Calculating the long-term costs isn’t straightforward - it can be difficult to separate single, freak events from broader trends - but looking at coffee yields in Tanzania since the 1960s, one team has found that the crops fell from a high of 500kg per hectare to just over 300kg today. Importantly, the drop seems to closely follow a temperature rise of about 0.3C per decade, and an associated reduction in rainfall.
All of which paints a bleak picture for the future. Using the latest figures for climate change across the globe, Bunn’s calculations predict that the land suited to farming Arabica could drop by as much as 50% by 2050. Classic coffee-producing regions, such as Vietnam, India and most of Central America, will be hit particularly hard.
We can expect coffee to become more of a luxury, with prices shooting up by around 25% by 2050
The consequences will be serious for farmers and coffee lovers alike. For one thing, we can expect coffee to become more of a luxury, with prices shooting up by around 25% by 2050 according to Bunn’s calculations for his PhD thesis. It will be particularly noticeable, he says, considering that most other crops are set to become cheaper and cheaper as technology and productivity continues to improve. When that’s taken into account, coffee will in fact be 50% more expensive than it would have been without climate change, Bunn says.
It’s unlikely the farmers will see the profit. After years of turmoil, many may just choose to switch to more stable crops. “When we take our results and confront coffee producers, everyone tells us this is true – people in low-elevation Central America are already giving up on coffee production,” Bunn says. “Everyone is shifting to rubber plantations.”
The demand for coffee can only be met if we encroach on 2.2 million hectares of valuable rainforest
Given the money on offer, others will almost certainly move to fill our empty cups – and that could come at a huge cost to the environment. Magrach recently mapped out the areas suitable for Arabica farming and compared it to areas of natural interest. In the worst case scenario, she found that we will need to encroach on 2.2 million hectares of rainforest to meet the predicted demand – an area about the size of Wales. The result would be a significant loss of biodiversity.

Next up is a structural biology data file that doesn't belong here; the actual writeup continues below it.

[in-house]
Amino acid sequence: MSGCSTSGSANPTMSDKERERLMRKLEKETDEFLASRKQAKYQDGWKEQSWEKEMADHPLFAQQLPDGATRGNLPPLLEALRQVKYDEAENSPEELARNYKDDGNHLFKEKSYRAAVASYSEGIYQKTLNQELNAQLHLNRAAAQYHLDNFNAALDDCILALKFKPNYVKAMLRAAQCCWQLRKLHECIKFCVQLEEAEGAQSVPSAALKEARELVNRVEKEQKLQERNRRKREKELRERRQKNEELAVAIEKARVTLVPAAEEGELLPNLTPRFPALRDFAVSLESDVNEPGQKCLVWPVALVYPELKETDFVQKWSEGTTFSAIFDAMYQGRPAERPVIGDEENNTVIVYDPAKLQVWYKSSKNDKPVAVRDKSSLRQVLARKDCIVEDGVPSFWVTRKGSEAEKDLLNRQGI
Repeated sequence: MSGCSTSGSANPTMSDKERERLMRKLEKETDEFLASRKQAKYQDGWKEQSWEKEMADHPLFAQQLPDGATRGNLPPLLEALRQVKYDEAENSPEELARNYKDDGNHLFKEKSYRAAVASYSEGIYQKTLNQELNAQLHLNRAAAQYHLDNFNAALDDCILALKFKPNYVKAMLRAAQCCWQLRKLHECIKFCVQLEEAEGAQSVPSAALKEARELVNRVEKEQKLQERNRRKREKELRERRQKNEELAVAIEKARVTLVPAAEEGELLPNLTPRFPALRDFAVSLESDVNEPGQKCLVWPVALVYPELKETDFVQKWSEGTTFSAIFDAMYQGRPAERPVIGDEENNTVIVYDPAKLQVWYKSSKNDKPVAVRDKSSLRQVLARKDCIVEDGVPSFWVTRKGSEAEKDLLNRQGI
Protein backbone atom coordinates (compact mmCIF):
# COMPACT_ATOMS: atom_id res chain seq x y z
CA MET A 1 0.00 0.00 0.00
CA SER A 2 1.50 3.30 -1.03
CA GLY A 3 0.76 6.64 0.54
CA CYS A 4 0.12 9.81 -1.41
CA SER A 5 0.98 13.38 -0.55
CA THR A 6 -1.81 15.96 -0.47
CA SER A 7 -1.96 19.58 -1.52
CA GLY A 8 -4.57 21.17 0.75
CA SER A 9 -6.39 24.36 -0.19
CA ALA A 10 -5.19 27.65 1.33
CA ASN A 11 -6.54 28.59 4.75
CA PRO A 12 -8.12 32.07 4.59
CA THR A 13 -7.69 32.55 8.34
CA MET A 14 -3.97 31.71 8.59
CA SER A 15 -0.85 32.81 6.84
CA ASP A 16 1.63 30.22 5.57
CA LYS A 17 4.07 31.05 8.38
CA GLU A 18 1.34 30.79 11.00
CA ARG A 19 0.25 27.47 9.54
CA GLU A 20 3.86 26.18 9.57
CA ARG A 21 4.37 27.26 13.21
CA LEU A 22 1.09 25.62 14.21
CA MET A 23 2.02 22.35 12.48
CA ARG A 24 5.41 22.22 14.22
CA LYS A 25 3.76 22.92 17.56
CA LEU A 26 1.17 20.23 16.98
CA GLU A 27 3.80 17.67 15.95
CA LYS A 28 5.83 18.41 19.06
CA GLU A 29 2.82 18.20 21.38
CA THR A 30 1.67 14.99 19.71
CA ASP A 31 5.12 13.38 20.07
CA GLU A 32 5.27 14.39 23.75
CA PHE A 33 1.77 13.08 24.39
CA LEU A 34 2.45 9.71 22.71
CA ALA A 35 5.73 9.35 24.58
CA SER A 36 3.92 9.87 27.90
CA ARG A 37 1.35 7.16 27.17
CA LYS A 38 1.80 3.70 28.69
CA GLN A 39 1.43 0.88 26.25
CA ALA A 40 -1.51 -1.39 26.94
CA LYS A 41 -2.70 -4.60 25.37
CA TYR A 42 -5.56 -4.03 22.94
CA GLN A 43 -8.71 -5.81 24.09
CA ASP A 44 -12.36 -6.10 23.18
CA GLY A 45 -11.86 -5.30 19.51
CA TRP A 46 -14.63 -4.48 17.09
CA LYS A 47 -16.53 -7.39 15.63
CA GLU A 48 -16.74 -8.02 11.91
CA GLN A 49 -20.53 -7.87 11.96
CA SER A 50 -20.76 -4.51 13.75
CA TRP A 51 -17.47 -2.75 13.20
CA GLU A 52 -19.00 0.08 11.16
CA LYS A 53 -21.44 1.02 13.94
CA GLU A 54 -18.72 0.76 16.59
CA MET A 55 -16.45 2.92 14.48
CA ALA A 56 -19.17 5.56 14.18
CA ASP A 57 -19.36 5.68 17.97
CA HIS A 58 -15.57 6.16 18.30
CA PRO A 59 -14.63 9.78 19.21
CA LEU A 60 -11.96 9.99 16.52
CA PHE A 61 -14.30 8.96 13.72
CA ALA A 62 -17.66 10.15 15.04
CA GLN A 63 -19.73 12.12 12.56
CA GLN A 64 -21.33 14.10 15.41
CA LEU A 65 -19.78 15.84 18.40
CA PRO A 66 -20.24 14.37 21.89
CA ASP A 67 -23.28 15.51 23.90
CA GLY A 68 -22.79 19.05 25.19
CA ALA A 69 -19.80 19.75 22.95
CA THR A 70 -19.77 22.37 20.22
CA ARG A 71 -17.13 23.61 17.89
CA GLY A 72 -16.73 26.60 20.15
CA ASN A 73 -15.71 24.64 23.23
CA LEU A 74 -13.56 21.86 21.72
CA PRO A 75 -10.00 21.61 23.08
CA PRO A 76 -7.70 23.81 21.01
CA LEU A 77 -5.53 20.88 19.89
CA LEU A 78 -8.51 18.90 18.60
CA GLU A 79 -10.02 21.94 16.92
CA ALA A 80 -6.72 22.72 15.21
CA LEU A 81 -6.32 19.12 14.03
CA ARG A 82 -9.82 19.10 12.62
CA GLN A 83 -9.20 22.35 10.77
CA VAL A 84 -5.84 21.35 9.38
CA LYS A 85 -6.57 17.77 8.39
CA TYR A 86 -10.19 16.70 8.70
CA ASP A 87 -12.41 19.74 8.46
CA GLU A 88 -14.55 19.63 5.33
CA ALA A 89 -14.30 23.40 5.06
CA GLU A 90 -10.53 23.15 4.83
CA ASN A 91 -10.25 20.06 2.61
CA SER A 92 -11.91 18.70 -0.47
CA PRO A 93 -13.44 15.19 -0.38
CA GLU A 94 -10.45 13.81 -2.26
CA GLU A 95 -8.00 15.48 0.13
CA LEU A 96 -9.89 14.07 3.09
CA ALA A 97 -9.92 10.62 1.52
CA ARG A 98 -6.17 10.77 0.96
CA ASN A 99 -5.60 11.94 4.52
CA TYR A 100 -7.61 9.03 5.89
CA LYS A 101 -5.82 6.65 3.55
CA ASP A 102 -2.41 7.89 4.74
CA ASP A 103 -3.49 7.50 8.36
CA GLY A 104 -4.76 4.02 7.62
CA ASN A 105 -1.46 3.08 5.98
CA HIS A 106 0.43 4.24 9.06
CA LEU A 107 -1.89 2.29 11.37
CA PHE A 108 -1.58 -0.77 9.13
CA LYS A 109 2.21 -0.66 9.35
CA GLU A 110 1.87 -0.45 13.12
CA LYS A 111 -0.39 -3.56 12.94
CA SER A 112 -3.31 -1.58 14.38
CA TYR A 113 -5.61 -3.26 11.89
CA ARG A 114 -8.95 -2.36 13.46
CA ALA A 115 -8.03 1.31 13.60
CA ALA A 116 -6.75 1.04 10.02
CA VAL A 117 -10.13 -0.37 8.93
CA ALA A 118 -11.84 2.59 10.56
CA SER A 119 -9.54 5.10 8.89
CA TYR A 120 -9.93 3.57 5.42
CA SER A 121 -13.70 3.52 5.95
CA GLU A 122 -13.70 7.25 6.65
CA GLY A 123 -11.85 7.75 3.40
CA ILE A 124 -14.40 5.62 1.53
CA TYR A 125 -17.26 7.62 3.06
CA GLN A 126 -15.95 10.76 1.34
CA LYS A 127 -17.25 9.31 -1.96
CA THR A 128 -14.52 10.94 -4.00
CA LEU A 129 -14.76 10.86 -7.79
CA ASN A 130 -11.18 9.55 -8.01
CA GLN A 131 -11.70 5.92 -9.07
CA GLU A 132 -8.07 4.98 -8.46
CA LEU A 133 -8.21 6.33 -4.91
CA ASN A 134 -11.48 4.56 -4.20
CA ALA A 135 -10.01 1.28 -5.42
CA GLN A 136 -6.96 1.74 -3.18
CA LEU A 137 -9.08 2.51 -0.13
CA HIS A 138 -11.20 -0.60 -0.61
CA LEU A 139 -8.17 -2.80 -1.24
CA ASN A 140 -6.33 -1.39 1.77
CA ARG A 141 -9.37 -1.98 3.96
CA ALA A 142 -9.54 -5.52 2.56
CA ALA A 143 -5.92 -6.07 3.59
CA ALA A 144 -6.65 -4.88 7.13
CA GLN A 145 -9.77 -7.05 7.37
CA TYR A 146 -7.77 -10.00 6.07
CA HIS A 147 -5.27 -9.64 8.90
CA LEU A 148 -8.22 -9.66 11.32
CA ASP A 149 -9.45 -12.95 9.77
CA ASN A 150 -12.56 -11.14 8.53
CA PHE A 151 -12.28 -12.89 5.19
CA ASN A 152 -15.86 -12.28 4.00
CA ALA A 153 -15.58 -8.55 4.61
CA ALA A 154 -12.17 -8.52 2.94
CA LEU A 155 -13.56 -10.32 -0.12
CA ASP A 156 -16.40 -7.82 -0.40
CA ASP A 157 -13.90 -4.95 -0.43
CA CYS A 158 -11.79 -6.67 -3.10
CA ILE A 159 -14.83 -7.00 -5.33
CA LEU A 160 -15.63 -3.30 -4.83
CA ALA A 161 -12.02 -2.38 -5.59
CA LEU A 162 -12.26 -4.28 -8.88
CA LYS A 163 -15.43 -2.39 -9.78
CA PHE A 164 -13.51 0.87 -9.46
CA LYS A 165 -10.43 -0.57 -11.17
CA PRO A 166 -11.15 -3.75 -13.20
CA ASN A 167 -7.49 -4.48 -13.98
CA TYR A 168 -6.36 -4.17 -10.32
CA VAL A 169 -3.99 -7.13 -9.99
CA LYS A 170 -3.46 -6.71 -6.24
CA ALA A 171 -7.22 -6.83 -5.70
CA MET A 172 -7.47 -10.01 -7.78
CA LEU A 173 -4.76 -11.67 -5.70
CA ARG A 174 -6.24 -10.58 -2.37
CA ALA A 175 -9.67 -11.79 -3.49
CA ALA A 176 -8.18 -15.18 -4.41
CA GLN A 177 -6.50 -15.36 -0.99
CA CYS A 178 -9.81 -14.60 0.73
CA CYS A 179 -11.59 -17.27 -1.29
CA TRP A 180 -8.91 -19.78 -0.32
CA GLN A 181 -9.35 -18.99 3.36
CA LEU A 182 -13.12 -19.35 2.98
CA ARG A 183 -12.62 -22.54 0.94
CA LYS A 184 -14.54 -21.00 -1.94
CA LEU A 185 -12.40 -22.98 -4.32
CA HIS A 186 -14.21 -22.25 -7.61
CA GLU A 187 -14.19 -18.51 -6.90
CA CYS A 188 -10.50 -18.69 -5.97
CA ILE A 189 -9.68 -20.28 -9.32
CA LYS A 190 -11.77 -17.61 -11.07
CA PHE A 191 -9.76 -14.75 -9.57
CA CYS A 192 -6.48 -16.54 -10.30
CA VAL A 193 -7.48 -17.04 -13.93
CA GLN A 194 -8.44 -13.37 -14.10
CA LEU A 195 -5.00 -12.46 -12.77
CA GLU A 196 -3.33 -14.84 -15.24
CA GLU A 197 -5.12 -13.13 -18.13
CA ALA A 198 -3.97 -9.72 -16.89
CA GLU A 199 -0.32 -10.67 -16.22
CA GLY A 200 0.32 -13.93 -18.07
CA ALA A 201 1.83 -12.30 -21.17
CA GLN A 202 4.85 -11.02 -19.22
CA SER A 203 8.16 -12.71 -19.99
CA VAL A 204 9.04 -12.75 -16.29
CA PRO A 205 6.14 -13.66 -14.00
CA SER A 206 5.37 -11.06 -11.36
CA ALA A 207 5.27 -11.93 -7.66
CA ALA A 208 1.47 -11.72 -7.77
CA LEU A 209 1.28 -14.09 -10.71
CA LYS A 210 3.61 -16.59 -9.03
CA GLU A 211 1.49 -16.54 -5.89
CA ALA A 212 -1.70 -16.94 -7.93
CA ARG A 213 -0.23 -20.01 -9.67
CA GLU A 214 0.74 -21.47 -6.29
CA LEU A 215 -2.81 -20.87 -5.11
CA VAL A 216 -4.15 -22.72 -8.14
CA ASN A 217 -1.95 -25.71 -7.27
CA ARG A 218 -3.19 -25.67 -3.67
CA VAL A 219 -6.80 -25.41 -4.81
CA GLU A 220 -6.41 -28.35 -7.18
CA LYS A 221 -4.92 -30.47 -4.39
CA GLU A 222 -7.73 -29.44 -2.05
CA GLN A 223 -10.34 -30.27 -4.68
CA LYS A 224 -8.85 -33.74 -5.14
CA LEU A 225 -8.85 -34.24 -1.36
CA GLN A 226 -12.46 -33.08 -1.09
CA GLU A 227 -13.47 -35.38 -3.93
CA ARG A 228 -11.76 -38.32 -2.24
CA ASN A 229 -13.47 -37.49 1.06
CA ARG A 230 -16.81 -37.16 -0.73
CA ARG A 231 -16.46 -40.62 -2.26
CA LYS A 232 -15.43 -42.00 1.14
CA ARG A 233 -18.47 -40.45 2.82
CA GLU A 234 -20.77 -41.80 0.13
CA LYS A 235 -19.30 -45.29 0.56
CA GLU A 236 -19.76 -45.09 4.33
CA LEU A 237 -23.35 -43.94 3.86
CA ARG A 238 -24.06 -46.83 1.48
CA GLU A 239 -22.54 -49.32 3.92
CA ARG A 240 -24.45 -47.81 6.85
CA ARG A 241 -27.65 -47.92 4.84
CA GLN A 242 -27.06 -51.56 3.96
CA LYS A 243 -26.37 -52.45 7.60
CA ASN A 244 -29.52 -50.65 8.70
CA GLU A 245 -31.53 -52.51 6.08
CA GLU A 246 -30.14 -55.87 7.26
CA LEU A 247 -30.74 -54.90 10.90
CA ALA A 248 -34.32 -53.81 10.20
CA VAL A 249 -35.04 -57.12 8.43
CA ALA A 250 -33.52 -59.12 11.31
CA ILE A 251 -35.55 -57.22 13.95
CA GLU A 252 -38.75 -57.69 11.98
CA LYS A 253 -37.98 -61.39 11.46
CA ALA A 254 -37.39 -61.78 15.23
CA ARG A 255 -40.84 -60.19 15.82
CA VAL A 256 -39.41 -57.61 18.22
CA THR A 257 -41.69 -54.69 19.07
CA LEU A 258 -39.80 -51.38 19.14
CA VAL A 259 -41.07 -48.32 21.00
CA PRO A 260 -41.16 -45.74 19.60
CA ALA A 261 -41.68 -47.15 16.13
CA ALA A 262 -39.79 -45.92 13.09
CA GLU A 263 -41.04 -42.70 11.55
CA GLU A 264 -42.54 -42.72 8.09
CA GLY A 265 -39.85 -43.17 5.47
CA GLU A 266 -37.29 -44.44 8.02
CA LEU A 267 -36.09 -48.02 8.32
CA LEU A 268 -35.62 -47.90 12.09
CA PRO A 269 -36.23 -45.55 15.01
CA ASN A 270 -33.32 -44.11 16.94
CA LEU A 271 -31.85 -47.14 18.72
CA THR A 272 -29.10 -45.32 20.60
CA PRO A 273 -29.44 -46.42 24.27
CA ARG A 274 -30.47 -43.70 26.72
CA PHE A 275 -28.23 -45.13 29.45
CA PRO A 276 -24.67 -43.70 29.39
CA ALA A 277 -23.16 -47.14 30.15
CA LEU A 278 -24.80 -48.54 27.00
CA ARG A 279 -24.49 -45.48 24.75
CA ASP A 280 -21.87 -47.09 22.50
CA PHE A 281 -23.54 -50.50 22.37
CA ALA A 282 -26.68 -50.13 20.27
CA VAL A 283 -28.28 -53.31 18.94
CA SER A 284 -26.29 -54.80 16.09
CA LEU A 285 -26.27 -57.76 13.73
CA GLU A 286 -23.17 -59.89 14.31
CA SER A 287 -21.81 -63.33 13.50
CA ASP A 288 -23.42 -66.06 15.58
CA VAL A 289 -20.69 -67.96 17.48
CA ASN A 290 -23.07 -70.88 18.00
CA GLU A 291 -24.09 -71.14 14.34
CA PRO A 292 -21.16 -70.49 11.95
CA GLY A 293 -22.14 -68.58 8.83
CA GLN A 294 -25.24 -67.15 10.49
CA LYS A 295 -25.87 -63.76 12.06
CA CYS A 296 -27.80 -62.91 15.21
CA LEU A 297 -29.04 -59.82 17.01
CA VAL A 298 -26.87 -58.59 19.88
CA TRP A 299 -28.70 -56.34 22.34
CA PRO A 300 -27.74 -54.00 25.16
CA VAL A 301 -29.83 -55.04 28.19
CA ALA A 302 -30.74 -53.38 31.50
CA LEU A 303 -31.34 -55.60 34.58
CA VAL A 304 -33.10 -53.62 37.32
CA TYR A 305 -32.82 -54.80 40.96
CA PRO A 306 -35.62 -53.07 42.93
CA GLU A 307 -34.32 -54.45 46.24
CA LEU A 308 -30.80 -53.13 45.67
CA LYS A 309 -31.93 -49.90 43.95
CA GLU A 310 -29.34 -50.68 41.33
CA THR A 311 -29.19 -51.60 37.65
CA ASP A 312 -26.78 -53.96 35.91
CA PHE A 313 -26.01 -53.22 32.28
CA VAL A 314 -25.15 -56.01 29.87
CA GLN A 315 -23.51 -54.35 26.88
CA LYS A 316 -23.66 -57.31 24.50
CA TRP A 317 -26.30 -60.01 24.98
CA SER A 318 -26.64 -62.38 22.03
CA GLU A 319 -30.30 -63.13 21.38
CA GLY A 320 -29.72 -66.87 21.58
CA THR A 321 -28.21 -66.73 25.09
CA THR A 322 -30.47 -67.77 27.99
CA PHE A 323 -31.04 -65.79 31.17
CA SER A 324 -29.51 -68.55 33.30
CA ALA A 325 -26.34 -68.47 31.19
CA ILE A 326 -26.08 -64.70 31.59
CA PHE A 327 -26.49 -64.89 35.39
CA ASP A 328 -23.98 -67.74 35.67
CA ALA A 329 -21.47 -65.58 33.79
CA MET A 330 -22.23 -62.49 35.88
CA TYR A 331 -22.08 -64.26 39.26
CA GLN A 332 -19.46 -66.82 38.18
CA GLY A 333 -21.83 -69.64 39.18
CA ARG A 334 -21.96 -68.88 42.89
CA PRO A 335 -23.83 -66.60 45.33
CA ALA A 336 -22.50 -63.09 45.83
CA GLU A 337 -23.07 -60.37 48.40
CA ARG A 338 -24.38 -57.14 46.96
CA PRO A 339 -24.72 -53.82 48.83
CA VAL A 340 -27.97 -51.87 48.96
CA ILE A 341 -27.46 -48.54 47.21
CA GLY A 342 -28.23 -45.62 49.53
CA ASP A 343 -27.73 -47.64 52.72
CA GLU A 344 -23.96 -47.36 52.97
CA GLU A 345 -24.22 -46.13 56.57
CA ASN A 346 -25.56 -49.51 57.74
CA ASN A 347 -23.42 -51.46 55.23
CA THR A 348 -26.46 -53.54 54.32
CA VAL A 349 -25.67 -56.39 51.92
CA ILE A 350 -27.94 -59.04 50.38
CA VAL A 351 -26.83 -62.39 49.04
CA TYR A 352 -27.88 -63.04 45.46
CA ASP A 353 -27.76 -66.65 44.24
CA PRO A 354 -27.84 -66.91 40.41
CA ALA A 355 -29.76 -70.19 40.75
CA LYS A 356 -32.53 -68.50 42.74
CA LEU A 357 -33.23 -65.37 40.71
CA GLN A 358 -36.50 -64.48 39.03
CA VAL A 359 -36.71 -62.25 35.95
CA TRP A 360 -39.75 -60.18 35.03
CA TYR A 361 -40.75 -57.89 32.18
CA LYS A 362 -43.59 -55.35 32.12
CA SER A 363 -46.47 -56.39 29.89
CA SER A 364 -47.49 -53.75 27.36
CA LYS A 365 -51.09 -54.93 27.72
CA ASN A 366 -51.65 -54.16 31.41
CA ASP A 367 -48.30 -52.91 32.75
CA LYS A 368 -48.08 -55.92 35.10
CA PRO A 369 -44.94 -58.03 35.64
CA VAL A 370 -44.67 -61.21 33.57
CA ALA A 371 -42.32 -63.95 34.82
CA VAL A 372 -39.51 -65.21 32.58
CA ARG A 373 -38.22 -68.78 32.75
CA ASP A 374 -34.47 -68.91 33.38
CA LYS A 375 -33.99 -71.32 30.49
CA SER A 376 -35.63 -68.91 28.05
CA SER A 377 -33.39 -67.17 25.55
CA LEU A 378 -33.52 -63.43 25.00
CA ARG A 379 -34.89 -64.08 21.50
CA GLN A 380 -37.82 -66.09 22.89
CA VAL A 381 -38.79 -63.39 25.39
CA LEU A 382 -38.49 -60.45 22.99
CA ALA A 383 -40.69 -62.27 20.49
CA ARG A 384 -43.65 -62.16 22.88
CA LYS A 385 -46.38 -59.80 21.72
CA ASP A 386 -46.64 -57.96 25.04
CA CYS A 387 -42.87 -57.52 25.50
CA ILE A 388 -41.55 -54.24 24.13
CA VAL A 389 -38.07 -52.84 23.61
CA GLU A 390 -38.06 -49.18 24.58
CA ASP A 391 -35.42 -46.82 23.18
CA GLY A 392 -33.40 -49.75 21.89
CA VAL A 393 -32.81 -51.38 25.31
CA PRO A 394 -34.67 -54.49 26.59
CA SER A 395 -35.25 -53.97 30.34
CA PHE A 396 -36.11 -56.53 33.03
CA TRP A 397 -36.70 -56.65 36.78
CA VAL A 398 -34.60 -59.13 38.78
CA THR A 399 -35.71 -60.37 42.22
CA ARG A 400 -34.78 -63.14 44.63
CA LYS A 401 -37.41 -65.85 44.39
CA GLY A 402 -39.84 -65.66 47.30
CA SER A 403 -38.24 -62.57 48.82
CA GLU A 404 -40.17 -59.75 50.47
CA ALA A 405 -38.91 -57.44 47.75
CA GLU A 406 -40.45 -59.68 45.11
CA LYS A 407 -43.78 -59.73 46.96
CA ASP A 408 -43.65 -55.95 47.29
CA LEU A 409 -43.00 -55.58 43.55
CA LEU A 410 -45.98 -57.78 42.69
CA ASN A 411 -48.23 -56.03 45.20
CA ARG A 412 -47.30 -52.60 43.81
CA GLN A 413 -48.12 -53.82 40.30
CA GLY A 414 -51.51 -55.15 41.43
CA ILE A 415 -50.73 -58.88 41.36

There may be better solutions. Given its hardiness, Robusta will be better able to weather the changes; Magrach’s models even suggest that its preferred habitat may grow as a result of the rising temperatures. If so, a simple change in taste may offset the coffee crash – provided we can grow to love its bitterness. “It would definitely be better for the forests,” says Magrach. At the very least, she hopes that food labelling will make it clear in future whether the beans were farmed from vulnerable areas, so that consumers are aware of the environmental cost and can shop more ethically.
Others hope that improved farming techniques will instead keep the coffee flowing. Along these lines, the Coffee and Climate initiative is helping more than a dozen different coffee producers to join forces and share notes on the best ways to deal with the oncoming challenges. One option, for instance, is to graft Arabica strains to the roots of Robusta plants, making a hybrid that is more resistant to drought while retaining the preferred aromatic flavour. Alternatively, selective breeding could help produce a variety that combines the best of both Robusta and Arabica. “It’s something people are working on, but we’re not sure when the new strains will be available,” adds Magrach.
The livelihoods of farmers and others in the coffee business – at least 25 million people according to one estimate – depend on us finding an answer, fast. For the time being, the farmers face daily uncertainty, as Elisa Frank found during her interviews in Mexico. It can be hard to weather. Although many of the farmers listen to the TV forecasts, and try to prepare for the oncoming downpours, they can’t help but feel helpless, swept away by forces beyond their control.
Some of the farmers feel that the subject has almost become a taboo. “We talk very little about climate,” one told Frank. “We already know how it is here – and there is nothing we can do.”
David Robson is BBC Future’s feature writer. He is @d_a_robson on twitter.